Another interview with Brian Buckner. He talks about the finale, Jason-Eric sex dream (which we did NOT get in the finale) and a little bit on season 7 of True Blood. Excerpt of interview below:
True Blood viewers had a right to be skeptical going into the HBO series’ sixth season. Not only did series creator Alan Ball depart after production had begun, he left behind an array of painted-into-corner plotlines and a scattered storytelling structure. The task of getting True Blood back on track fell to executive producer Brian Buckner, a longtime writer on the show. Despite the behind-the-scenes upheaval, the series saw a major uptick in quality and, more important, coherence. Plotlines once seen as indicative of True Blood‘s worst instincts (e.g., Andy knocks up a faerie!) suddenly became plotlines indicative ofTrue Blood at its most inspired (Andy grapples with his daughters’ deaths). Going into Sunday’s finale, the show seemed like it was being steered by capable hands.
But afterwards, the hard-earned, still fragile goodwill the show had accrued over the season seemingly dissipated overnight. Sure, some recappers liked it, but the immediate Internet consensus was that True Blood had just hit rock bottom. So what happened? Was it the very appealing and charismatic Warlow suddenly backhanding Sookie? Was it the jarring time jump? Was it Eric Northman’s almost offensively inglorious “death”? What exactly was it that made people reject this finale as somehow not being up to par with Season 2’s ostrich egg finale? To find out, Vulture reached out to Buckner to get the first-time showrunner’s take on this negative feedback, plus ask about his intentions for season seven. We also used the opportunity to get an official confirmation about that Jason-Eric sex dream we were promised.
Some would argue that it’s the job of a showrunner to create a controversial season finale. Nice job!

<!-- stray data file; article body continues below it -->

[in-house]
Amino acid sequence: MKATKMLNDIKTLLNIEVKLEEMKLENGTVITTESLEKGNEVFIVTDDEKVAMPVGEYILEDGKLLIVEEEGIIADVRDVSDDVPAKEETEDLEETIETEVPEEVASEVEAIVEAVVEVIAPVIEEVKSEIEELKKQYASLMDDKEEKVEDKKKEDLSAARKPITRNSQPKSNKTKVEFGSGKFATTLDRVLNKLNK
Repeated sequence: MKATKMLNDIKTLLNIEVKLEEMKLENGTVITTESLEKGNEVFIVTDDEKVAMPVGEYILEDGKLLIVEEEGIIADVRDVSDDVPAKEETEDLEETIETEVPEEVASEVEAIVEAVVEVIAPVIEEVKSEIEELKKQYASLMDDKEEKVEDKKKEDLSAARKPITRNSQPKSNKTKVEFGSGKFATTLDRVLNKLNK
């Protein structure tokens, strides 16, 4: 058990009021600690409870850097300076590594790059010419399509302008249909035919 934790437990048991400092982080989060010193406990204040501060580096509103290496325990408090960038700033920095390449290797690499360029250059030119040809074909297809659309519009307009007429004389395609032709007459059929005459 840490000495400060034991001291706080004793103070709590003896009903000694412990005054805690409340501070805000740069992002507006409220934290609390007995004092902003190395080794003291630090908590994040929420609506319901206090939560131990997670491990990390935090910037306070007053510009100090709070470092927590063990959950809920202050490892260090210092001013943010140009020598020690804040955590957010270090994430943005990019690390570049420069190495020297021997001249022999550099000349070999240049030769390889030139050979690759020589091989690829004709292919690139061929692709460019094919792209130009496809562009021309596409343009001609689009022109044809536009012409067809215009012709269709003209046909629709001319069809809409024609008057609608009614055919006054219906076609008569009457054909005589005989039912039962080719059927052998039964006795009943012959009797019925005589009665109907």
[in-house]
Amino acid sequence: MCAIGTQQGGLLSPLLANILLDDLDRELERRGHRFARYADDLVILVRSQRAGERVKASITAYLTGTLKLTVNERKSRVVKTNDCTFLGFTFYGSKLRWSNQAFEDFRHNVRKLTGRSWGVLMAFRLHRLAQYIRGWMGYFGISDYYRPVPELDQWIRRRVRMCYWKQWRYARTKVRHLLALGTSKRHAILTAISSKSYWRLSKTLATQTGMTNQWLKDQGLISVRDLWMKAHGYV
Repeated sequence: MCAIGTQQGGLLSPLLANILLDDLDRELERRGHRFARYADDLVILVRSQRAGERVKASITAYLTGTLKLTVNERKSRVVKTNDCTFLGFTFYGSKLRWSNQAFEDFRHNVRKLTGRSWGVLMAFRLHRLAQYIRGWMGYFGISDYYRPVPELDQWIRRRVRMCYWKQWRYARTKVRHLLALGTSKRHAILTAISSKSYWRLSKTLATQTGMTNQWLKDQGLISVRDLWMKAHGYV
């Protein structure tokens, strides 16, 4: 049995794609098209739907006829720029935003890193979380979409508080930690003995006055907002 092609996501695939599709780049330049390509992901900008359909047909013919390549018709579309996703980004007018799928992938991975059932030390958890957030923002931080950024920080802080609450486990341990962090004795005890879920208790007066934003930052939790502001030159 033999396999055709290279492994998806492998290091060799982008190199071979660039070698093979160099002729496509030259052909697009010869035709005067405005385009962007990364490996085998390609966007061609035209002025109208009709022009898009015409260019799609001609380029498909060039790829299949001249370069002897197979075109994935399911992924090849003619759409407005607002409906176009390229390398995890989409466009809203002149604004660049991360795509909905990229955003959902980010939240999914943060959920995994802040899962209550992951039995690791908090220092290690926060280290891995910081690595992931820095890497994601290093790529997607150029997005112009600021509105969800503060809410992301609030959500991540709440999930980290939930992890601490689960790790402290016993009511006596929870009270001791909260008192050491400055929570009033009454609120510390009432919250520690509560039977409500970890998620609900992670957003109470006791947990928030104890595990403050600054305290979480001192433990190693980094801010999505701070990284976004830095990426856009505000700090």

Yeah. I mean I knew it was controversial, I just didn’t think it would be hate-inspiring.
Why do you think the finale fueled so much negativity?
Well, it’s testament to Alex Skarsgard. People want those ten or twelve weeks with him in their living room and they may have feared we were taking him away from them.
It was a relief to hear that Eric will be back as a regular next season. Can you also confirm that these infected vampires aren’t actually zombies?
Well, they’re not zombies in the way that we’re used to zombies. They’re vampires and they need to eat humans, which all vampires do. But in order to stave off the effects of this mutating virus, they need to eat more, and more often, than the vampires that we’ve been living with for the last few years. The truth is, the way TV works is everybody wants us to have the answers already, but we haven’t even gotten in the [writers’] room for season seven yet. We knew that this was a story that we wanted to tell for next season and the idea that we were going to force vampires and humans into uneasy relationships for their own protection seemed like a really ripe place for us to go and is going to create character combinations that we haven’t had before. In terms of what every rule of this mutating virus is, we still have to do that work.
Will the feedback you’ve received recently influence the story lines of season seven?
I don’t think so. Look, the blogosphere … This, by the way, is my very first time sitting in this chair, watching something like this happen. It is my first rodeo. But I have been making TV for a long time and I don’t think that we should let the audience tell us what show to make. Because I think it’s the death of television if we give people exactly what they expect to get every week. What’s the point? So the idea that we need to release material beforehand and immediately come clean with our audience and promise to not surprise them anymore, I’m not sure that’s the TV world that we want to deliver.
For the rest of the interview please click here: True Blood Showrunner Brian Buckner on Season 6, the Werewolf Problem, and the Jason-Eric Sex Dream.
So what do you make of all these interviews from Mr. Buckner? (still smells like damage control to me)